​Community safeguards with tougher law

Issued: Thursday, 16 October 2014

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High risk offenders who are subject to Extended Supervision Orders (ESO) now face up to five years jail if they breach those orders, under legislation passed by the NSW Parliament.

Attorney General and Minister for Justice Brad Hazzard said the new law will affect a small group of sex offenders and violent criminals who the Supreme Court has determined require ongoing supervision after their release.

"It's regrettable that the state must continue to deal with people who at the expiration of their jail sentence remain a threat to the community of further re-offending," Mr Hazzard said.

"The threat cannot be ignored and this legislation reflects the Government's ongoing scrutiny of these issues and our commitment to safeguarding the community."

Previously breaches of ESOs attracted a maximum two years jail. Raising the term to five years brings it into line with breaches under child protection legislation.

Mr Hazzard said the Crimes (High Risk Offenders) Amendment Bill significantly strengthened procedures and options to deal with high risk offenders by:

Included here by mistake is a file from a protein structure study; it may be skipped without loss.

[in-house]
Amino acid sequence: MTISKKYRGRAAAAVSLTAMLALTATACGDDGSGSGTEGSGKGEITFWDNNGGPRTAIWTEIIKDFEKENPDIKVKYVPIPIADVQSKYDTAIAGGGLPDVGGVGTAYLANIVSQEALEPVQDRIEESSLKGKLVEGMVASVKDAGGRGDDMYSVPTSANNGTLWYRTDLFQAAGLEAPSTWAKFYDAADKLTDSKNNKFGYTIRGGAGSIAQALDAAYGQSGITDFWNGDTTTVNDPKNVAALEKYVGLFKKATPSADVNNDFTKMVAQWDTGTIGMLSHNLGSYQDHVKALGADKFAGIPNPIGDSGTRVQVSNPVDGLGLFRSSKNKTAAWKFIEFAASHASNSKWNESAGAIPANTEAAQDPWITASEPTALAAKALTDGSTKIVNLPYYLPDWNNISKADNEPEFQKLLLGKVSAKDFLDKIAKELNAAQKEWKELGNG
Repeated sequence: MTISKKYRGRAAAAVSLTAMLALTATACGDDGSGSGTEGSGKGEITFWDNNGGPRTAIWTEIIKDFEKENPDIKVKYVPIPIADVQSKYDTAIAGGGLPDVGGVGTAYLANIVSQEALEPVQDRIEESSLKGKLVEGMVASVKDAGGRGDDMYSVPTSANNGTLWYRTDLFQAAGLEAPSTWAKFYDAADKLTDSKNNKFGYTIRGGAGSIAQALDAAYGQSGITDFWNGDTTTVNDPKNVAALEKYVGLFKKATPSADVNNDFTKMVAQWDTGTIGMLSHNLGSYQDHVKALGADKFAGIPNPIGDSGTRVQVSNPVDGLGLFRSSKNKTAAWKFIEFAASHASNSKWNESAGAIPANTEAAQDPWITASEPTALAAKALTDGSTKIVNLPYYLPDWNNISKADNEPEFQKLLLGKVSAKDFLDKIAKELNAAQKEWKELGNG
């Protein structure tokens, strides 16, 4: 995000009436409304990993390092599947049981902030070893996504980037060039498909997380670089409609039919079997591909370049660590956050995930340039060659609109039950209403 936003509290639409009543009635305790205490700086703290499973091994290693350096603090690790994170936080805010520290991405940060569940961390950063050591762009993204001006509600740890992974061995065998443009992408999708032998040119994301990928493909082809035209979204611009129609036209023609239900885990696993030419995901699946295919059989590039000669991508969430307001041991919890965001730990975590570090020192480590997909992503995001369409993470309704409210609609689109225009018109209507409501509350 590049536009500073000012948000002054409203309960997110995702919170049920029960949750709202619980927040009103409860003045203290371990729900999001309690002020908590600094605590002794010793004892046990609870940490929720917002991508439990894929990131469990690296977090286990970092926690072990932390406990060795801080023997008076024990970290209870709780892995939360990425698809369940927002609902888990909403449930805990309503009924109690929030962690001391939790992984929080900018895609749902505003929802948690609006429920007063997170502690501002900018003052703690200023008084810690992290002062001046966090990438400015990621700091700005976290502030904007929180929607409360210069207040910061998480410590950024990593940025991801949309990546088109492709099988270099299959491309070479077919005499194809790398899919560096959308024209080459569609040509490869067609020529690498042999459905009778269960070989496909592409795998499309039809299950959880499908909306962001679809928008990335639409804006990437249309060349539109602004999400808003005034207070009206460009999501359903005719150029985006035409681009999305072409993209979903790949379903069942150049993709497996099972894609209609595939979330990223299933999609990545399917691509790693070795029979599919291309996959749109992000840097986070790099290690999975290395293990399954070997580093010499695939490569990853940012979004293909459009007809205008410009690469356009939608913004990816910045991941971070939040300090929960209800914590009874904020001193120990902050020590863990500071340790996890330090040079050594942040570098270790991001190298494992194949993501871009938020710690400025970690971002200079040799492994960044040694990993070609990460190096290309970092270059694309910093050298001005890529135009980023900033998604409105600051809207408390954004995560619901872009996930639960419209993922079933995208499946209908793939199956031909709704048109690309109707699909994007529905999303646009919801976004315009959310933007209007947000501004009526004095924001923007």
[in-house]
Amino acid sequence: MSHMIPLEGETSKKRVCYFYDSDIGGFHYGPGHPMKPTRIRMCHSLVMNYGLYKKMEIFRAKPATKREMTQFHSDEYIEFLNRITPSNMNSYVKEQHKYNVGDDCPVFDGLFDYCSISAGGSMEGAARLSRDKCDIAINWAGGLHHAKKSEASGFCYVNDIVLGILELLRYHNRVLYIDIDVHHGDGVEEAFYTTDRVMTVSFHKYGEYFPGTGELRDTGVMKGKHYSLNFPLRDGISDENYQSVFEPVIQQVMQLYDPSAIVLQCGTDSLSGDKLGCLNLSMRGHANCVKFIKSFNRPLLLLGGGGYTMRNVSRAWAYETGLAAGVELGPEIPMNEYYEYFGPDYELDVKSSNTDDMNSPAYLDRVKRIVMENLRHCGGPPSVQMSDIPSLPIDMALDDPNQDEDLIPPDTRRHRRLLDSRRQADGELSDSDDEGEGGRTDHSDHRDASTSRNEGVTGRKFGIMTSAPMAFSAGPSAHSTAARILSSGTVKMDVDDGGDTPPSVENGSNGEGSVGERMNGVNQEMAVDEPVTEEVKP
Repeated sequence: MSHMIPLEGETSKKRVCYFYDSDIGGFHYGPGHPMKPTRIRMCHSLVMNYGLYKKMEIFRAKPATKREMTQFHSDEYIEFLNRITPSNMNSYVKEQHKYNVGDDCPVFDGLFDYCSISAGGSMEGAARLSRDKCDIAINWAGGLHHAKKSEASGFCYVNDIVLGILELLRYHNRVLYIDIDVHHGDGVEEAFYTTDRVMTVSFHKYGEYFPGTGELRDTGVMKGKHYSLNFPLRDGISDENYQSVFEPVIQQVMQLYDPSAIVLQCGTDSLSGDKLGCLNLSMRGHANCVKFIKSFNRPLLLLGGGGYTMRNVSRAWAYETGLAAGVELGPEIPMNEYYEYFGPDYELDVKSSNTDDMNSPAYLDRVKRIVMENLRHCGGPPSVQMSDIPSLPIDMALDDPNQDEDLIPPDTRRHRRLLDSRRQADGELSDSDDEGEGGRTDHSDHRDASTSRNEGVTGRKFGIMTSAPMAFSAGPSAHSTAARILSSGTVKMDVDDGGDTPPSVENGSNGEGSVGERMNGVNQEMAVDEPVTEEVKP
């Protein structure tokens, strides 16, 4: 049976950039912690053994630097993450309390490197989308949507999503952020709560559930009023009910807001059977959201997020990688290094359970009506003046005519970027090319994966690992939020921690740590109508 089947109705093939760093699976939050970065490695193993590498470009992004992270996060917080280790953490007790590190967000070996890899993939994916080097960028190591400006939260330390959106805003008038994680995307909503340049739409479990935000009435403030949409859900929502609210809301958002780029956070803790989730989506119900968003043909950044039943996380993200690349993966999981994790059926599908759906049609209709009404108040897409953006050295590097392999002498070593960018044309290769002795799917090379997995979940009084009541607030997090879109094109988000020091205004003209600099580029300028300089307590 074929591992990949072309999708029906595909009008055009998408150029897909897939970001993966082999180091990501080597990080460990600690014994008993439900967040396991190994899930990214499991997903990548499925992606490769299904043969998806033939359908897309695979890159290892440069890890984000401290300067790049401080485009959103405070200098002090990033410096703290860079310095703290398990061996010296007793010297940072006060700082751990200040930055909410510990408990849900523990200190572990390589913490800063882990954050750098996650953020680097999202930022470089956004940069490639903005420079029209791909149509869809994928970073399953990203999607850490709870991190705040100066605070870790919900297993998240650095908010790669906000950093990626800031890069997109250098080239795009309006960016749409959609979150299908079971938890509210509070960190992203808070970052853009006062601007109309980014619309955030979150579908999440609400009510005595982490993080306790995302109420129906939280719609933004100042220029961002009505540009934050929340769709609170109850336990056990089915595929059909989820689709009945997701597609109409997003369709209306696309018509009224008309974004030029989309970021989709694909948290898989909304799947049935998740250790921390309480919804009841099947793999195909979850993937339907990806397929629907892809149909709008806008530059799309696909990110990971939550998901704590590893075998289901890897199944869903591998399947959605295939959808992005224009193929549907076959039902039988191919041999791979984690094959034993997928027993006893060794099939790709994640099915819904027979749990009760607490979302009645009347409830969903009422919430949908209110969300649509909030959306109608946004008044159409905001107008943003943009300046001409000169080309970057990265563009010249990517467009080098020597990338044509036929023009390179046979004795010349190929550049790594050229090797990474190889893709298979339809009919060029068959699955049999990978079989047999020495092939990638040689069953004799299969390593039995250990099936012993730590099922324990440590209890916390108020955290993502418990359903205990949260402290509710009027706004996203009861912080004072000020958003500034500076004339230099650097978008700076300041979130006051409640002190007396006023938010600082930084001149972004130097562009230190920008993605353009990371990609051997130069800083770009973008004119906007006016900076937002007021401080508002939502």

• Doubling jail sentences for breaches of ESOs from two to five years.
  • Supplementing court-ordered conditions relating to reporting to police, computer and internet use and employment and finances.
  • Introducing Emergency Detention Orders so that offenders on ESOs can be temporarily detained if a change in their circumstances creates an imminent risk to the community.
  • Establishing a High Risk Offenders Assessment Committee for greater information sharing and co-operation.

"The NSW Government has also committed $3.6 million in the current Budget to enhance community safety through the monitoring and supervision of high risk offenders," Mr Hazzard said.

"We are also seconding police officers to the Corrective Services Investigations Unit to ensure that offenders who breach their conditions are swiftly investigated, apprehended and charged."